07 June 2022 |

Steward goes All-in on Value-Based Care with CareMax

By Blake Madden

Steward CareMax deal value-based care

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CareMax and Steward Health Care Partner on Risk

In one of the more significant value-based deals announced in 2022, CareMax announced the acquisition of Steward Health Care’s Medicare Advantage business, comprised of 171,000 lives across 8 states. The deal creates one of the largest independent MA-focused value-based platforms in the U.S. and will close sometime in the back half of 2022.

Deal structure: CareMax acquires Steward’s MA service line (Steward VBC) for $135 million in cash and stock. The value-based player will now serve as Steward’s exclusive management service organization (MSO) for Steward VBC.

As part of the deal structure’s earn-out provisions, CareMax will need to convert an additional 100,000 FFS lives to risk and will have to maintain an 85% MLR for two consecutive quarters to maximize the provisions.

Steward Gets: $25 million in cash, 21% CMAX ownership immediately, and up to 41% ownership in CareMax equity (if earnouts are achieved). Steward also offloads $72 million in VBC A/R offloaded to CareMax, a very non-significant working capital value that CareMax is now funding.

CareMax Gets: Access to 50,000 MA lives, 112,000 MSSP lives, and 9,000 direct contracting lives, along with the opportunity to convert 830k+ additional members to risk, along with some of the best ranking and performing ACOs nationally. CareMax identified the transaction as a $1.6B to $1.7B revenue and $100M to $110M EBITDA opportunity (implied 6-7% margin) by 2025, assuming pretty rosy projections I detailed more below. The firm’s total value-based footprint would jump to 2,000 providers across 200,000 senior lives in 30 markets.

Madden’s Musing: This transaction is a huge win for CareMax.

For $135 million in cash and stock as well as funding A/R and working capital (which should be noted), CareMax gets immediate access to 170k+ risk-based lives and the potential to transition another 830k+ FFS Medicare members to risk. This base will only continue to increase, given the secular trend in Medicare beneficiary growth.

For this transaction, CareMax’s biggest execution risk lies in the following issues:

  • Can CareMax transition FFS members to risk? Can CMAX transition MSSP members to full risk?
  • Can CareMax efficiently manage Steward’s medical spend to an 85% max? In an MSO model, CareMax has fewer tools at its disposal to effectively manage risk. This transition will be a major challenge and will undoubtedly lead to a higher MLR than that of its fully-owned clinics.

The deal immediately diversifies CareMax’s revenue streams from primarily Florida to a footprint across 8 more states. Just look at this immediate geographic diversification below!

CareMax expects its MSO, a very capital-light business, to contribute 10% of its overall platform contribution margin:

Meanwhile, Steward outsources its risk business to a specialized operator, assuming CareMax indeed has the secret sauce. In a way, since Steward could receive up to 41% of CareMax’s outstanding equity, you could think of this transaction as a pseudo-IPO of Steward’s risk business.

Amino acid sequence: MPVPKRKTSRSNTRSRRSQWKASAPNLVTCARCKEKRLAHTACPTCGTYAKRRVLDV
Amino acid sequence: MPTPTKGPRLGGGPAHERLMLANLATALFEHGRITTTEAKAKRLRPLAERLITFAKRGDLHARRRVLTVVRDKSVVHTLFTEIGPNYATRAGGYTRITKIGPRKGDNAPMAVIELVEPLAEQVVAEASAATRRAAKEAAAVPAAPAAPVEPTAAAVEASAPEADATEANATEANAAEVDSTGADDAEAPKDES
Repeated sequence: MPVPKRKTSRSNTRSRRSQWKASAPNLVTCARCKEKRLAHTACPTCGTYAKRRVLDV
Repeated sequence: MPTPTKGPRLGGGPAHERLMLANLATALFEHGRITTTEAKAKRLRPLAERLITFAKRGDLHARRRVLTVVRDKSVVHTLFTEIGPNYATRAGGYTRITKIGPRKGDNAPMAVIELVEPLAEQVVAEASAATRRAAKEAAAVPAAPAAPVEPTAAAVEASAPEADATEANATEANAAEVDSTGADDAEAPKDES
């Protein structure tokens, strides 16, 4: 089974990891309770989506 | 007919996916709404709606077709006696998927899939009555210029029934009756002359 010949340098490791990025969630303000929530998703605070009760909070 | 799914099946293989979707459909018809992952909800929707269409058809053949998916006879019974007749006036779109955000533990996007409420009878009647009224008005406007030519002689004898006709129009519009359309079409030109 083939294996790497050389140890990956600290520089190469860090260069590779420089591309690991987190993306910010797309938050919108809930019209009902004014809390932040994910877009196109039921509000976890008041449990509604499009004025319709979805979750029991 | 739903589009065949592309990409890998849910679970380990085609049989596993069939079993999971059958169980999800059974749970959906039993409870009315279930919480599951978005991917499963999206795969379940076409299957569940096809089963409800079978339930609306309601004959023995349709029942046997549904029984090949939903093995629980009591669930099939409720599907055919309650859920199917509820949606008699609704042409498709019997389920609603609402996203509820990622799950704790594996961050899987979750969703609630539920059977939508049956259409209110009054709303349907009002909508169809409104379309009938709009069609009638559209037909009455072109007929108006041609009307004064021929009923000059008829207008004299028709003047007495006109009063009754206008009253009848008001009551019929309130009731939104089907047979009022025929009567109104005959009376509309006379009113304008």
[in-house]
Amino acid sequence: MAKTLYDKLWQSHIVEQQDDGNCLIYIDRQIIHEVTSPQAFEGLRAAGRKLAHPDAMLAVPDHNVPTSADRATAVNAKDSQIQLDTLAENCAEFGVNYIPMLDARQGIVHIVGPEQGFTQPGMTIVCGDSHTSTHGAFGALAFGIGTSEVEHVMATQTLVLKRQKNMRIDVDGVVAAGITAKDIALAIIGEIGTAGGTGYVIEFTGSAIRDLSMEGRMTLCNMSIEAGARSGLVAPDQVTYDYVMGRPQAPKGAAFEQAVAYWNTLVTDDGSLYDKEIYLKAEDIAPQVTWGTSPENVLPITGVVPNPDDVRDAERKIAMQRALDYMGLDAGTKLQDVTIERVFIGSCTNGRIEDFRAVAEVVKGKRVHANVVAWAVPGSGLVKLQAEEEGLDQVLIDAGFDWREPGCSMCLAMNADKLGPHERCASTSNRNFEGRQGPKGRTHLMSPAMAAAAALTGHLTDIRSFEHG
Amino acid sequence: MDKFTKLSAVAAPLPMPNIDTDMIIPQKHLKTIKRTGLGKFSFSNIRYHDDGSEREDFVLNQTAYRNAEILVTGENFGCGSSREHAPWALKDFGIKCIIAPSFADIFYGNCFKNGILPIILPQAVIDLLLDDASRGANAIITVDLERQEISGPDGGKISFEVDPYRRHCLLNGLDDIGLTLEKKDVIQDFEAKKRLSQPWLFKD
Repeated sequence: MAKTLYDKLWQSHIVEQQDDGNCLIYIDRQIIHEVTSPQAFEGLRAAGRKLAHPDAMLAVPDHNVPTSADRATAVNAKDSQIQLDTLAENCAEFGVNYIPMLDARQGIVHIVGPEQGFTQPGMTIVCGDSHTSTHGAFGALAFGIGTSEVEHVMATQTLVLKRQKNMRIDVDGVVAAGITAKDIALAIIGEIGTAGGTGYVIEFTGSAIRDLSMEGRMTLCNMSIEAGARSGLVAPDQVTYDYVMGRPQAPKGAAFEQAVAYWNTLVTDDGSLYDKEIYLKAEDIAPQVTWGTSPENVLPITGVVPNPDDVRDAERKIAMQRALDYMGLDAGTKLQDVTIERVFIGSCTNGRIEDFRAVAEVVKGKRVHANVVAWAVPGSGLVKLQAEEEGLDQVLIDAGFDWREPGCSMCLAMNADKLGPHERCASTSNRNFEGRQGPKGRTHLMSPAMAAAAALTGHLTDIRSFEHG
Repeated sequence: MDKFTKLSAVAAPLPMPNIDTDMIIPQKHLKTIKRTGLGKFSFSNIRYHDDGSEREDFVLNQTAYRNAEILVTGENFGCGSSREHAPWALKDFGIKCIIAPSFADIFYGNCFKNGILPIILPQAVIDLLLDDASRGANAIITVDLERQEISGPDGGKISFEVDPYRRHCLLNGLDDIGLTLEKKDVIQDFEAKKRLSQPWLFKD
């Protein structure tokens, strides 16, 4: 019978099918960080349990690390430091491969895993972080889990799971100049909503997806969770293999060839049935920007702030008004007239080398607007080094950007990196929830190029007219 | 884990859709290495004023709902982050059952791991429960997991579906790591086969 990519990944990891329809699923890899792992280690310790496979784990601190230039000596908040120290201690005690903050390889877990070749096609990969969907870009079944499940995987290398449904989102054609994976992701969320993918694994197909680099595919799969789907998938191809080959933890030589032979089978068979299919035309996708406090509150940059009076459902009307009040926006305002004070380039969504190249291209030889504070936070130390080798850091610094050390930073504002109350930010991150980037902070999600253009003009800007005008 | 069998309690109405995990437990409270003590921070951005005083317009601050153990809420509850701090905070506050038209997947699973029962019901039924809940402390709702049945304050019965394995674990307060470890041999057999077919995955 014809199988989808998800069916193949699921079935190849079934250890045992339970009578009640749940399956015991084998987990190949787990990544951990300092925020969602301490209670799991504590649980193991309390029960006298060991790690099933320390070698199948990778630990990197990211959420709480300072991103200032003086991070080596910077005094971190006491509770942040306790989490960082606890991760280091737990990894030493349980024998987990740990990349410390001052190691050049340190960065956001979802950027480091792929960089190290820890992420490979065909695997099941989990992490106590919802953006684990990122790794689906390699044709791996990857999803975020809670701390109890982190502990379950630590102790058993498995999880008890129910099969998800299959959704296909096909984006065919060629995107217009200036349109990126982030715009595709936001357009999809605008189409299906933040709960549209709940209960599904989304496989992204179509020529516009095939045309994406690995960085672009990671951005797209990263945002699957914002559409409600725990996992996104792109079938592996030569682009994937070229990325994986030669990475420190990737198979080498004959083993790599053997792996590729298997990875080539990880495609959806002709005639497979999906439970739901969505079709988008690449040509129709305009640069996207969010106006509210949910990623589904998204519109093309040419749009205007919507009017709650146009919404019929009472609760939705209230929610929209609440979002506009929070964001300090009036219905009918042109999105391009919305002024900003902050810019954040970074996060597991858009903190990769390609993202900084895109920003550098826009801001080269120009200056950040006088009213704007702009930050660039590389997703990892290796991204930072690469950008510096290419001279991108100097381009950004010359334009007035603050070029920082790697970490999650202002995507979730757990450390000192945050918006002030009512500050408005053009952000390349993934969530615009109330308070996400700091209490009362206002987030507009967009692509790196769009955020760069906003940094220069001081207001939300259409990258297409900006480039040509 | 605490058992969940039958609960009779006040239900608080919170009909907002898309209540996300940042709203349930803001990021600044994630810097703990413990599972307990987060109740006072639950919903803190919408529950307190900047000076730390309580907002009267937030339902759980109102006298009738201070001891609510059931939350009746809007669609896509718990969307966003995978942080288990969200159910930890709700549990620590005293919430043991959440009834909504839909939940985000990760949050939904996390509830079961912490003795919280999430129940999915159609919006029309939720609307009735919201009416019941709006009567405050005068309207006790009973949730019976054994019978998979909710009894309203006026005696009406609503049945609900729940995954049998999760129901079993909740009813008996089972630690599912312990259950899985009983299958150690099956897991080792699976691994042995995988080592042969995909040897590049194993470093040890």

Don’t forget – back in September, Steward announced the sale of 5 of its Utah-based hospital operations to HCA Healthcare. Very notably, Steward expected to use the proceeds from that sale to fund ACO expansion into Florida and Texas in particular outlined in this Beckers article. As it turns out, this sale might not go through as expected. The FTC is suing to block the transaction between HCA and Steward.

I have to wonder if Steward saw the writing on the wall here at all. Is the transaction between CareMax and Steward unrelated to the FTC announcement? Considering that Steward wanted to expand into Florida anyway, I would guess that the health system operator planned to do this anyway. The CareMax deal synergizes well with Steward’s strategy given CareMax’s expansive clinical footprint in Florida. CareMax previously bought Unlimited Medical Services of Florida for $110 million in the Orlando area and operates several other clinics there.

Final interesting financial tidbits! Do these projections seem a bit…rosy to anyone else? It appears as if Steward internally was expecting some major risk transitions to occur between 2024 and 2025:

CareMax also provided an illustrative profitability example if the firm can convert 350k to 435k existing Medicare beneficiaries to VBC contracts, which would generate a $200 per-member-per-month medical margin. Note: full MA risk? It’s unclear, but I assume so.

I would highly recommend giving the presentation overview linked below a read through. It’s a very innovative, interesting deal structure and immediately escalates CareMax into an Agilon type player on the MSO side.

Resources:


Digital Health Layoffs Begin

News hit the wire this week related to several health tech layoffs.

Carbon Health (valued at $3.3 billion) laid off about 250 employees in its corporate workforce, representing about 8% of its total base. In the press release, the tech-enabled services biz noted that most of these layoffs were related to COVID-based service lines, which leads me to wonder if similar urgent care businesses are seeing a similar drop-off in COVID testing and related service lines. My hunch says yes and that we’ll see a decline in revenue & profitability for other urgent care businesses.